Things aren't settled in the front court either. Matt Costello and Gavin Schilling should consume most of the minutes at center, and both fit the same mold: 6-foot-9 bodies that finish well inside five feet, hit the boards, block shots, and commit lots of fouls. Costello is a bit more well-rounded and has more of an interior presence, so he should be the starter. But power forward is a giant question mark. The Spartans could go with Marvin Clark, Javon Bess, or heralded freshman Deyonta Davis. There are so many options.
We may not know how Izzo plans to set his rotation, but we do know that it'll be tough for him to screw up with the talent the Spartans have. Plus, it's Izzo. He's transformed Michigan State into one of the most consistent and most reliable programs in the nation. And we know that means the Spartans will be feared by many once March rolls around.
2014-15 Record: 21-13 (12-6 Big Ten)
2014-15 KenPom Rank: 48
Key Departures: Jon Octeus
Incoming Freshmen: Caleb Swanigan, Ryan Cline, Grant Weatherford
Eligible Transfers: Johnny Hill
If you watch basketball to watch high-scoring games with free-flowing offenses, don't watch Purdue. That's a compliment and an insult. It's a compliment because Purdue will be a fierce defensive team. Last season, the Boilermakers didn't force enough turnovers, hacked too many players, and allowed too many second chances, but it doesn't really matter if the offense still can't score. Purdue was second in the Big Ten in defensive efficiency because they were stingy on the perimeter and inside. The length of wings such as Raphael Davis -- the reigning Big Ten Defensive Player of the Year -- Kendall Stephens, and Vincent Edwards made three-point tries and dribble penetration a chore. And, when offenses did enter the paint, they had to challenge one of the twin towers -- A.J. Hammons and Isaac Haas -- who often swatted their shots into the seats. All of these players return, and the Boilermakers add five-star, 6-foot-9 power forward Caleb Swanigan, who will allow Edwards to move up to the 3. Good luck scoring on Purdue.
But it's an insult because it won't be pretty when Purdue has the ball either. Last season, offensively, the Boilermakers relied on put-backs and marching to the free-throw line. This isn't a surprise when a team has two seven-foot centers, and it should be the same this season with Swanigan in the fold. But Purdue has glaring holes on the perimeter. Kendall Stephens is the only respectable three-point threat, and the Boilermakers don't have a point guard that can run an offense cleanly without coughing up the ball. There's little question that defenses will sag off the arc and force Purdue to beat them from the outside. Unless Stephens can let it rain or Edwards makes the leap, that'll be a problem.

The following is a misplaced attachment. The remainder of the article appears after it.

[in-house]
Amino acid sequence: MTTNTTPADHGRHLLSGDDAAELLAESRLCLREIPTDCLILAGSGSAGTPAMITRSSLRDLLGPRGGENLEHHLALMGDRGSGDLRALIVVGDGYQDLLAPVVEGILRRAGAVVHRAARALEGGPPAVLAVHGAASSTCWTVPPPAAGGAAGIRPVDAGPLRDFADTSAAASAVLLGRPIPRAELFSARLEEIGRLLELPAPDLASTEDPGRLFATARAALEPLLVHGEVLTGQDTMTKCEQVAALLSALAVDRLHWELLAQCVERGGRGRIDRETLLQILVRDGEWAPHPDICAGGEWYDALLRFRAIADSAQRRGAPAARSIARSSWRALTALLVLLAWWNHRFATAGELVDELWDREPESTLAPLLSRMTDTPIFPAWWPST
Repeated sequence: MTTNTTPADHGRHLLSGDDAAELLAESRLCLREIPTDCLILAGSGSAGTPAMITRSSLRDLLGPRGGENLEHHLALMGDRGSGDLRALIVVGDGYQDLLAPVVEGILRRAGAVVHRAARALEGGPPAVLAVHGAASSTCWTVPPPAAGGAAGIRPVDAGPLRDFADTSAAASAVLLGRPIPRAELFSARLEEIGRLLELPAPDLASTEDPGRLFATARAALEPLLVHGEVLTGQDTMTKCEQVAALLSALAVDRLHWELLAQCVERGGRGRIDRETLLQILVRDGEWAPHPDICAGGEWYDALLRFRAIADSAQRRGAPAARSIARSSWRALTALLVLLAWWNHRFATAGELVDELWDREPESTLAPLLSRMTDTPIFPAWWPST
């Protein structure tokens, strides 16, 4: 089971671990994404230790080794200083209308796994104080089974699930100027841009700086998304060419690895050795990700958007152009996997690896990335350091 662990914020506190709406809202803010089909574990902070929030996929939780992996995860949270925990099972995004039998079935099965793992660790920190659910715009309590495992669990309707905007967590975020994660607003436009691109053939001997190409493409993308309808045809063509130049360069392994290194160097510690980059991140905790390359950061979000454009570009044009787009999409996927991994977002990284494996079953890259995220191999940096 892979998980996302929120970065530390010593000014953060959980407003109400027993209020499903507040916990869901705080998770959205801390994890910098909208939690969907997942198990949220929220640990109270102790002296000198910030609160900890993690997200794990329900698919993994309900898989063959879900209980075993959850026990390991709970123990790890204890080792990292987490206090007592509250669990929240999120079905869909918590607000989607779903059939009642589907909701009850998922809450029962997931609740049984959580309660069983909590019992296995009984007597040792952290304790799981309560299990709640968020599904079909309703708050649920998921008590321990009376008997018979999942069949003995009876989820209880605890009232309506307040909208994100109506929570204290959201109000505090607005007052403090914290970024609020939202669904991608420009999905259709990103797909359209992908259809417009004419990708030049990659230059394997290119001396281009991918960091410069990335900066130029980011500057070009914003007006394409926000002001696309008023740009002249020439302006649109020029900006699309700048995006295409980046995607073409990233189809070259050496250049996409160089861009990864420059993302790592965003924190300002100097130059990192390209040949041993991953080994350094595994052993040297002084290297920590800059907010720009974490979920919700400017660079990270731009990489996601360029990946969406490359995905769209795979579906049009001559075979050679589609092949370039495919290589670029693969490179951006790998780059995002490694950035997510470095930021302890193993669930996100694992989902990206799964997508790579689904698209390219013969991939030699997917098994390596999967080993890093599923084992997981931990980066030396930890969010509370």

2014-15 Record: 36-4 (16-2 Big Ten)
2014-15 KenPom Rank: 3
Key Departures: Frank Kaminsky, Sam Dekker, Josh Gasser, Traevon Jackson, Duje Dukan
Incoming Freshmen: Brevin Pritzl, Alex Illikainen, Charlie Thomas, Khalil Iverson, Andy Van Vliet
Eligible Transfers: N/A
Unless you've been tucked away under a boulder all summer, you've probably heard at least 25 times that Wisconsin has finished no worse than fourth place in the Big Ten in the 14 seasons that Bo Ryan has been the head coach. This is has been mentioned so many times not just because it's an incredible feat of excellence and consistency but also because that streak is in serious jeopardy this season. The Badgers lost three starters and two key contributors from a team that was just minutes away from winning the national championship. Oh, and did I forget to mention that two of those departed starters are Frank Kaminsky, who was the consensus National Player of the Year, and Sam Dekker?
This year's team has Nigel Hayes, Bronson Koenig, and no other players that have significant experience. Hayes and Koenig are very good players -- I have both in my top 15 -- but there are questions about how they'll perform without Kaminsky and Dekker drawing most of the defense's attention. It seems likely that Hayes will be fine, as he was one of the most efficient and well-rounded players in the Big Ten. Plus, that he transitioned from a freshman that didn't launch a single three into a sophomore that drilled 40 percent of his triples speaks to his ability to develop and score from any spot on the floor. Koenig is more of an uncertainty because his role was to spread the floor and knock down threes last season. Can he create for others and score inside? We'll see.
So who will be the three other starters for Wisconsin? The best guesses are Zak Showalter at shooting guard, Ethan Happ at small forward, and Vitto Brown at center. And here's where Wisconsin's issues begin to shine brightly. In his limited time on the floor, Showalter has made only 4-of-24 threes (16.7 pct.), and he's being asked to replace Josh Gasser, who drilled 42.1 percent of his shots from downtown after his freshman season. Brown will be Wisconsin's 6-foot-8 center because the Badgers lost out on Wisconsin native Diamond Stone to Maryland. Brown is a good rebounder, but, when the ball is in his hands, trouble is abound because he doesn't convert around the hoop and fumbles the ball often. This leaves Happ, who's a redshirt freshman, as Wisconsin's best hope to have a breakout season. He was Kaminsky's sparring partner in practice so to speak, and reports raved about him. So maybe he's the answer. But, if he's not, then the Badgers are relying on a gaggle of unheralded true freshman to pick up the slack.
If most teams had this roster entering the season, we would be projecting a bottom-half-of-the-Big-Ten finish. No question. But, because this is Ryan's team, we're giving them the benefit of the doubt and calling them a contender. Will they be? I lean towards no. But, if I have learned anything while watching Big Ten hoops, it's not to bet against Ryan.
This afternoon, we'll unveil our Big Ten superlatives and predictions for this season.